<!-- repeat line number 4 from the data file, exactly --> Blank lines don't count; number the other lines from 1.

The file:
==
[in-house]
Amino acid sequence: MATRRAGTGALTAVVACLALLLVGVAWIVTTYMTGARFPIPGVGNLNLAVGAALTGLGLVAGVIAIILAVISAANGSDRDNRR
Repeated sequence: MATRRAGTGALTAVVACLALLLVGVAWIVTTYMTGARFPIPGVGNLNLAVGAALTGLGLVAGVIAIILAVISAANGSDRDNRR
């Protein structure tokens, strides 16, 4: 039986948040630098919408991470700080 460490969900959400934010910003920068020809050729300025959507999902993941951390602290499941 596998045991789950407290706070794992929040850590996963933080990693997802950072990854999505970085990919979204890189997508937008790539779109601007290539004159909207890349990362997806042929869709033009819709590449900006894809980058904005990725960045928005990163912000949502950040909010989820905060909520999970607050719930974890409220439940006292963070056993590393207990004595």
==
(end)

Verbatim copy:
């Protein structure tokens, strides 16, 4: 039986948040630098919408991470700080 460490969900959400934010910003920068020809050729300025959507999902993941951390602290499941 596998045991789950407290706070794992929040850590996963933080990693997802950072990854999505970085990919979204890189997508937008790539779109601007290539004159909207890349990362997806042929869709033009819709590449900006894809980058904005990725960045928005990163912000949502950040909010989820905060909520999970607050719930974890409220439940006292963070056993590393207990004595």